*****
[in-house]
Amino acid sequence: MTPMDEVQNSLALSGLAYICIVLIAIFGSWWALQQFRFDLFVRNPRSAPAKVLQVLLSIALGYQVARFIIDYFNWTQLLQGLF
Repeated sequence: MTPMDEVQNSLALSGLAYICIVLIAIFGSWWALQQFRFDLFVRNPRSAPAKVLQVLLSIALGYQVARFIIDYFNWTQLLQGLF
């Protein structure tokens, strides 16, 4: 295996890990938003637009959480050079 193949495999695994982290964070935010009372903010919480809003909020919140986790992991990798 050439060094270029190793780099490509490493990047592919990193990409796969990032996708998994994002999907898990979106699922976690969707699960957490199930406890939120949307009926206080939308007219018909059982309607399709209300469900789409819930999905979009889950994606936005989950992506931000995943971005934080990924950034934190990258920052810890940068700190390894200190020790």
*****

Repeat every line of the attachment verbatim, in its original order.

[in-house]
Amino acid sequence: MTPMDEVQNSLALSGLAYICIVLIAIFGSWWALQQFRFDLFVRNPRSAPAKVLQVLLSIALGYQVARFIIDYFNWTQLLQGLF
Repeated sequence: MTPMDEVQNSLALSGLAYICIVLIAIFGSWWALQQFRFDLFVRNPRSAPAKVLQVLLSIALGYQVARFIIDYFNWTQLLQGLF
């Protein structure tokens, strides 16, 4: 295996890990938003637009959480050079 193949495999695994982290964070935010009372903010919480809003909020919140986790992991990798 050439060094270029190793780099490509490493990047592919990193990409796969990032996708998994994002999907898990979106699922976690969707699960957490199930406890939120949307009926206080939308007219018909059982309607399709209300469900789409819930999905979009889950994606936005989950992506931000995943971005934080990924950034934190990258920052810890940068700190390894200190020790």